The Darod were caught by surprise. They had expected that the Hawiye would seek revenge from Siad Barre's subclan, but not that they would attack all of the different clans of the Darod. Mogadishu fell into chaos, with looting, wanton killing, and destruction of property. Fighters suddenly swept into neighborhoods and burned houses; children were left behind as their parents fled. Any Darod who could escape drove, walked, or crawled as far as Afgoye, Baidoa, to Kismayo on the coast, and to towns and villages all the way to the borders of Kenya and Ethiopia.

Some of the Darod fought back, and in these battles both the Darod and the Hawiye died in large numbers. Siad Barre's army had shrunk to the soldiers who guarded his presidential palace. On January 27, 1991, in the midst of this mayhem, Ma, Haweya, and I learned from the BBC Somali Service that Barre had been flown out to safety—to Nairobi.

One evening, as we listened anxiously to the radio in our apartment on Park Road, there was a knock on the door. I was startled to see Abdellahi Yasin, one of Mahad's best friends in Mogadishu, on our doorstep. Accompanying him was the son of his older sister, a young man whom he introduced to us as Osman Abdihalin Osman Yusuf Kenaidiid, a grandson of Osman, the man who had taught my father to read and write, and a great-grandson of the king whom my grandfather Magan had served. We were simply awed. It was an honor to take this man into our home.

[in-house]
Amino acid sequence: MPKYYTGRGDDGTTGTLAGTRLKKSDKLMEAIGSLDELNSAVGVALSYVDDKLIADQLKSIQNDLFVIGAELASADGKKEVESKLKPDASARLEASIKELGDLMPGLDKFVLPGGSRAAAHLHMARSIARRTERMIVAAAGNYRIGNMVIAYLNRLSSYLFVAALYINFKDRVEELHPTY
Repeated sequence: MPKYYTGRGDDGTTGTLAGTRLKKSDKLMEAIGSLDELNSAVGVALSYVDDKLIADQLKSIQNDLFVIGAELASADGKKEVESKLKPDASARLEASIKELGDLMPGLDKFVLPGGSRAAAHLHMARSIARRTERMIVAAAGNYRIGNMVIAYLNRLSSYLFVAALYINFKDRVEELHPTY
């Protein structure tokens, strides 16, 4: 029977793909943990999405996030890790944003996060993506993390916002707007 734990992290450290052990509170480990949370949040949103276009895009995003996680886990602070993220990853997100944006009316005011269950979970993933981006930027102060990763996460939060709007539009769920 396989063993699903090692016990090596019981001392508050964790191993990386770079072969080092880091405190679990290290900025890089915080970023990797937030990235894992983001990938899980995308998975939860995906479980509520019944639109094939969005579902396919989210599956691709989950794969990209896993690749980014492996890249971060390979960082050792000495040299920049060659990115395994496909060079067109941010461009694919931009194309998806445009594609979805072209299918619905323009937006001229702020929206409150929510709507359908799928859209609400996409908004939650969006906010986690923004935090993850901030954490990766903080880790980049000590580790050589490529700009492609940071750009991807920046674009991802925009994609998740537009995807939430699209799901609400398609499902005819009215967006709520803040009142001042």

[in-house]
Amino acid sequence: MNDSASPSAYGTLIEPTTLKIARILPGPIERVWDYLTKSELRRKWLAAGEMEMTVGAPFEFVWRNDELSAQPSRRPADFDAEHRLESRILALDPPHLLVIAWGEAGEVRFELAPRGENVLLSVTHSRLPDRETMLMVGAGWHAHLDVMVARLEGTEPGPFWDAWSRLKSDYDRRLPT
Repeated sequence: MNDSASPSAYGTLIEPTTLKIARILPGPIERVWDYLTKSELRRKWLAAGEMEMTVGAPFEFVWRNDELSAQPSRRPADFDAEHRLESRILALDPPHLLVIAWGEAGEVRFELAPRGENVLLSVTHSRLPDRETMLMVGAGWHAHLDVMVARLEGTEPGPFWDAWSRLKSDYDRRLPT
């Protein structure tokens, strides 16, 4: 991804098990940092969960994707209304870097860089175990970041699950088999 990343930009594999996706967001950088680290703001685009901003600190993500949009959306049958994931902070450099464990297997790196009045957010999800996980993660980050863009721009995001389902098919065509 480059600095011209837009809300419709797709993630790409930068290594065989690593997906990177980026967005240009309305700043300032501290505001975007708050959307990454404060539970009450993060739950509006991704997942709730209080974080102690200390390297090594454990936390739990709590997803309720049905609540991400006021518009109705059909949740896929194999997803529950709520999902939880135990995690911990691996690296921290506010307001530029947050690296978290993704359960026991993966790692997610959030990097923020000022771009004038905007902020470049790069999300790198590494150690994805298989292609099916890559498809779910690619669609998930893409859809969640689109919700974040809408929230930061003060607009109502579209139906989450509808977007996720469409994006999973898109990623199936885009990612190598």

Abdellahi and Osman told us that Mogadishu was virtually paralyzed. Only armed cars were on the streets. In areas that the Hawiye already controlled, gunmen were going door to door rounding up Darod men. Mahad left the city before them, heading for Bari, which was now solidly under the control of the SSDF. My mother became almost hysterical with fear, and Haweya and I were terribly anxious.

Abdellahi and Osman moved into our living room, and they were sleeping on mattresses there two weeks later when Mahad arrived at our door. Ma, Haweya, and I were weak with relief to see him. He had wanted to go to Bari, but the clan had insisted he return to safety in Kenya. He took the same route out of the city as we had, and only just in time: the day after he passed through Afgoye, the town fell to the Hawiye rebels.

Mahad was accompanied by our cousin Warsame, the son of Ma's twin sister, and by two of Warsame's half-brothers. We now had six men, all of them more or less family members, sleeping on mattresses in the living room. 

Next to arrive was Qsman's older brother, Mahamuud. Again, it was a great honor to offer him hospitality, but Ma's face crumbled in terror when Mahamuud told us that Mogadishu had all but fallen when he left the city. The Hawiye had Siad Barre's palace under siege, and there was rape and looting everywhere. Hawiye gunmen dragged Darod women and children into the street and murdered them, he said; they even burned down houses with people still inside. 

Water was scarce, and people were already so weak from the lack of food that they could not fight or flee. Later we would learn that our Aunt Khadija had made it out to Kismayo, where she fell ill. Eventually we received word that she had died there.

Ibabo Dhadey Magan, whose mother was Hawiye, gathered a number of kinsmen into her compound to keep them safe. But the Darod were beginning to move out of the city, in vehicles or on foot, fleeing the disaster. They were making their way down to the coast along with people running from the burning farmland south of Afgoye. There were now hundreds of thousands of people on the move. The massive exodus from Somalia to Kenya, Ethiopia, and beyond had begun.